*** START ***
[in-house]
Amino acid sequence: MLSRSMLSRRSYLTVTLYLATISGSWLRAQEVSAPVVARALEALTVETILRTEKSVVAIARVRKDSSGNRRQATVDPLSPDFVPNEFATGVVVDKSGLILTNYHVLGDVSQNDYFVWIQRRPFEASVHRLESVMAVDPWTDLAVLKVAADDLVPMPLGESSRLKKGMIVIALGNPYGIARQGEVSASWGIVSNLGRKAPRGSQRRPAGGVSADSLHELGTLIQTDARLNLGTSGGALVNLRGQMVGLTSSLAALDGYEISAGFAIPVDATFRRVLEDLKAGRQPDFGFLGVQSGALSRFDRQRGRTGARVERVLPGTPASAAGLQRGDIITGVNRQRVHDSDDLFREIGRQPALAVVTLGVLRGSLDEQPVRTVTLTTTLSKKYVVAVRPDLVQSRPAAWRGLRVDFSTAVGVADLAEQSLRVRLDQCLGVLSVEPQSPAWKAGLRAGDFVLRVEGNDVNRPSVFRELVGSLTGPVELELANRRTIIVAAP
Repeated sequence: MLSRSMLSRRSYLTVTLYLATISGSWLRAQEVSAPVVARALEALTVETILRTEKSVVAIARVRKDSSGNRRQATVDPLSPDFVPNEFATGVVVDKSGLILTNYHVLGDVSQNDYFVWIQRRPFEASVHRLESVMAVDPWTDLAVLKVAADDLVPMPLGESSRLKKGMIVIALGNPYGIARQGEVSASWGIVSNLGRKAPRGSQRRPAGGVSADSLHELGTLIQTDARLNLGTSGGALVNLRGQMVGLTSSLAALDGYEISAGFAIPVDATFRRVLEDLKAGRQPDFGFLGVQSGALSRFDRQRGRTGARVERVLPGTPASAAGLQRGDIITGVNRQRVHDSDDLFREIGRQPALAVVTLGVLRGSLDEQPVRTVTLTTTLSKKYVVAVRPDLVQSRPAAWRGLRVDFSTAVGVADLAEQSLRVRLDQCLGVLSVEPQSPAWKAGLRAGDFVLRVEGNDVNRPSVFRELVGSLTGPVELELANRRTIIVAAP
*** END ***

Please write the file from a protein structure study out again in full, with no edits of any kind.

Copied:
[in-house]
Amino acid sequence: MLSRSMLSRRSYLTVTLYLATISGSWLRAQEVSAPVVARALEALTVETILRTEKSVVAIARVRKDSSGNRRQATVDPLSPDFVPNEFATGVVVDKSGLILTNYHVLGDVSQNDYFVWIQRRPFEASVHRLESVMAVDPWTDLAVLKVAADDLVPMPLGESSRLKKGMIVIALGNPYGIARQGEVSASWGIVSNLGRKAPRGSQRRPAGGVSADSLHELGTLIQTDARLNLGTSGGALVNLRGQMVGLTSSLAALDGYEISAGFAIPVDATFRRVLEDLKAGRQPDFGFLGVQSGALSRFDRQRGRTGARVERVLPGTPASAAGLQRGDIITGVNRQRVHDSDDLFREIGRQPALAVVTLGVLRGSLDEQPVRTVTLTTTLSKKYVVAVRPDLVQSRPAAWRGLRVDFSTAVGVADLAEQSLRVRLDQCLGVLSVEPQSPAWKAGLRAGDFVLRVEGNDVNRPSVFRELVGSLTGPVELELANRRTIIVAAP
Repeated sequence: MLSRSMLSRRSYLTVTLYLATISGSWLRAQEVSAPVVARALEALTVETILRTEKSVVAIARVRKDSSGNRRQATVDPLSPDFVPNEFATGVVVDKSGLILTNYHVLGDVSQNDYFVWIQRRPFEASVHRLESVMAVDPWTDLAVLKVAADDLVPMPLGESSRLKKGMIVIALGNPYGIARQGEVSASWGIVSNLGRKAPRGSQRRPAGGVSADSLHELGTLIQTDARLNLGTSGGALVNLRGQMVGLTSSLAALDGYEISAGFAIPVDATFRRVLEDLKAGRQPDFGFLGVQSGALSRFDRQRGRTGARVERVLPGTPASAAGLQRGDIITGVNRQRVHDSDDLFREIGRQPALAVVTLGVLRGSLDEQPVRTVTLTTTLSKKYVVAVRPDLVQSRPAAWRGLRVDFSTAVGVADLAEQSLRVRLDQCLGVLSVEPQSPAWKAGLRAGDFVLRVEGNDVNRPSVFRELVGSLTGPVELELANRRTIIVAAP